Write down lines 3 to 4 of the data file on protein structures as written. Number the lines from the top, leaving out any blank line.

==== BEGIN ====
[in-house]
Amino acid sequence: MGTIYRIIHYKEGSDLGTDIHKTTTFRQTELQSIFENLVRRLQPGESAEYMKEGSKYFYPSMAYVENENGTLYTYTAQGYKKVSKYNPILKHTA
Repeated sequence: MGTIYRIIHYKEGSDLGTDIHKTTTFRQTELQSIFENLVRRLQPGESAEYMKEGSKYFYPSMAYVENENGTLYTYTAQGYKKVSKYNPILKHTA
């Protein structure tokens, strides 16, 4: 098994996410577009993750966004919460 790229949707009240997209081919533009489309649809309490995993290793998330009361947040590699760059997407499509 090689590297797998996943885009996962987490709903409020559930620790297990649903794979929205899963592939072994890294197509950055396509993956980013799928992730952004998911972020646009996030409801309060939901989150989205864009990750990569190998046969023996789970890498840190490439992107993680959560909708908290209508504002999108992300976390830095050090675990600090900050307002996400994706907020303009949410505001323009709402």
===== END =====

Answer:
Repeated sequence: MGTIYRIIHYKEGSDLGTDIHKTTTFRQTELQSIFENLVRRLQPGESAEYMKEGSKYFYPSMAYVENENGTLYTYTAQGYKKVSKYNPILKHTA
């Protein structure tokens, strides 16, 4: 098994996410577009993750966004919460 790229949707009240997209081919533009489309649809309490995993290793998330009361947040590699760059997407499509 090689590297797998996943885009996962987490709903409020559930620790297990649903794979929205899963592939072994890294197509950055396509993956980013799928992730952004998911972020646009996030409801309060939901989150989205864009990750990569190998046969023996789970890498840190490439992107993680959560909708908290209508504002999108992300976390830095050090675990600090900050307002996400994706907020303009949410505001323009709402």